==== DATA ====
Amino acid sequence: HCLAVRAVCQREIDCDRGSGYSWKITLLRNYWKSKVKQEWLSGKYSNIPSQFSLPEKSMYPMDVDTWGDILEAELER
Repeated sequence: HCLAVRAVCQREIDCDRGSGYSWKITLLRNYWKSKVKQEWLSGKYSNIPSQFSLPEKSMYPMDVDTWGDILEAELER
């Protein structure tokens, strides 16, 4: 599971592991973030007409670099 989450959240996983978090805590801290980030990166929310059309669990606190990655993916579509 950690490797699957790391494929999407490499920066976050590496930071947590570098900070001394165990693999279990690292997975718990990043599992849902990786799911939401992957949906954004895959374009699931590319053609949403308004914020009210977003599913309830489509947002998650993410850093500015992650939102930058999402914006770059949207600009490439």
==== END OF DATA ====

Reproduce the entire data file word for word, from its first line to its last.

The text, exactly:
Amino acid sequence: HCLAVRAVCQREIDCDRGSGYSWKITLLRNYWKSKVKQEWLSGKYSNIPSQFSLPEKSMYPMDVDTWGDILEAELER
Repeated sequence: HCLAVRAVCQREIDCDRGSGYSWKITLLRNYWKSKVKQEWLSGKYSNIPSQFSLPEKSMYPMDVDTWGDILEAELER
């Protein structure tokens, strides 16, 4: 599971592991973030007409670099 989450959240996983978090805590801290980030990166929310059309669990606190990655993916579509 950690490797699957790391494929999407490499920066976050590496930071947590570098900070001394165990693999279990690292997975718990990043599992849902990786799911939401992957949906954004895959374009699931590319053609949403308004914020009210977003599913309830489509947002998650993410850093500015992650939102930058999402914006770059949207600009490439």